FTC Revises Advertising Guidelines for Endorsements and Testimonials:
Changes Focus on Social Networking and New Media
October 13, 2009
On October 5, 2009, the Federal Trade Commission (FTC) published its revised Guides Concerning Use of Endorsements and Testimonials in Advertising. The Guides provide the FTC's regulatory guidance on the advertising use of consumer, celebrity, and expert endorsements and testimonials. The new revisions reflect the FTC's recent efforts to modernize and strengthen the reach of federal advertising laws, particularly as applied to "new media" such as blogs and other social networks.
The Guides, as revised, now make clear that:
- advertisers who actively encourage blogging and viral marketing of their products or services may be liable for the bloggers' and marketers' actions;
- advertisements containing consumer endorsements, or so-called "testimonials," must clearly disclose the results that consumers can expect;
- advertisers can no longer generally rely on the industry-standard practice of qualifying a consumer endorsement with disclaimers such as "results not typical";
- the Guides apply in the realm of bloggers and other "word-of-mouth" marketers, and that such bloggers and marketers must disclose any "material connection" to a company when reviewing the company's products or services;
- both advertisers and endorsers can be jointly liable for false or unsubstantiated claims made in an endorsement; and
- advertisers must make clear any connection with research organizations whose findings they cite in ads.
While the Guides are not law, the FTC can bring enforcement actions against companies and individuals that fail to comply with federal advertising law as explained in the Guides. The updated Guides take effect on December 1, 2009.
Blogs, Social Networking, and New Media
The revised Guides provide that an advertiser who initiates the process leading to an endorsement made online or via other new media—for example, by providing products to well-known bloggers—is potentially liable for misleading statements made by an endorser. According to the FTC, the advertiser assumes the risk that bloggers or endorsers may fail to disclose a material connection or misrepresent a product, and the potential liability that comes with it.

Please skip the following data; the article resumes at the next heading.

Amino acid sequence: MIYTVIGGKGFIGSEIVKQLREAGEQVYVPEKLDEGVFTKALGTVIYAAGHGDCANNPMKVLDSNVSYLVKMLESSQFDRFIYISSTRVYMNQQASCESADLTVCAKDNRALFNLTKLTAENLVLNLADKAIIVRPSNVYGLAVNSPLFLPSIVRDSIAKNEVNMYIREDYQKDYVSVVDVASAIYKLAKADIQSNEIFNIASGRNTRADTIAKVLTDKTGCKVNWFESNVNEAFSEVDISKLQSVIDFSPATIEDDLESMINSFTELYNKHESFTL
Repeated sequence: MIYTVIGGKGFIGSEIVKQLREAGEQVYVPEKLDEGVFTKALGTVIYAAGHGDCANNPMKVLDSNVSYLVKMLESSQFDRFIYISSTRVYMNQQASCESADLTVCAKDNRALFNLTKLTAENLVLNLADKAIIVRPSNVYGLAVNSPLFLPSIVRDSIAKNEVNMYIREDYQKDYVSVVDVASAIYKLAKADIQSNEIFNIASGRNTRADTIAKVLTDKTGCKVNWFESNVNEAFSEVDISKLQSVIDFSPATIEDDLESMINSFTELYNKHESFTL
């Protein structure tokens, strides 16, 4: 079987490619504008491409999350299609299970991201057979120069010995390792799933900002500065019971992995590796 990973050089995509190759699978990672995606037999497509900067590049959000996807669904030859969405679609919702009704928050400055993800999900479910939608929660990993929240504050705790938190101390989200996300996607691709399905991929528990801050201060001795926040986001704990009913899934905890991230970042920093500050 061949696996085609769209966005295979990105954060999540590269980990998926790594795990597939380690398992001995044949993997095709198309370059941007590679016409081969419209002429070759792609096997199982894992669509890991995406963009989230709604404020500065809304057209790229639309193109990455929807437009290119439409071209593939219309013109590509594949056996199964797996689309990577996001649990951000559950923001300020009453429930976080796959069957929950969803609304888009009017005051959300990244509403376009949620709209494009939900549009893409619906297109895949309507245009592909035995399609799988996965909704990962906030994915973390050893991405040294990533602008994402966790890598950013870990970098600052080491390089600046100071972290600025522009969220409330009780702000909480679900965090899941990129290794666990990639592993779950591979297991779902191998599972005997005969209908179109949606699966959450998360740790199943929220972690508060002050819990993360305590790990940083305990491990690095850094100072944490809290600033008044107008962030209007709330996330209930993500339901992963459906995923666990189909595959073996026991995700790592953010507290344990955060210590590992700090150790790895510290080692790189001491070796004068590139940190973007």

The Guides further clarify that bloggers and other word-of-mouth and new media marketers are subject to the same endorsement rules as advertisers working in traditional media. Prominent users of social networking sites like Twitter and Facebook, according to an FTC official, are also subject to the Guides.
Bloggers and other new media endorsers will now be required to disclose any material connections to advertisers. For example, if a popular blogger regularly receives free sample products in exchange for discussing the products on his blog, he is required to disclose his tie to an advertiser when he reviews its product. Payments or other benefits given to a blogger or new media endorser by a third party on behalf of an advertiser (for example, as part of an affiliate marketing program or a blog advertising service) can also constitute a material connection that must be disclosed.
The Guides also make clear that celebrities have a duty to disclose their relationships with advertisers when making endorsements outside the context of traditional media, such as on social networks or talk shows.
Whereas the FTC has traditionally taken the view that an explicit disclaimer in a consumer endorsement (saying, for example, that "results may vary") was sufficient to avoid any consumer misimpression, it now believes that consumers do not pay sufficient attention to such "disclaimers of typicality." The revised Guides indicate that an advertiser's mere use of such a disclaimer no longer provides a safe harbor from liability.
Under the revised Guides, advertisements containing consumer endorsements, or testimonials, must make clear to consumers the actual results that they can expect. In other words, an endorser's statement about a product or service will be deemed to be a representation that the product or service will be similarly effective for other consumers.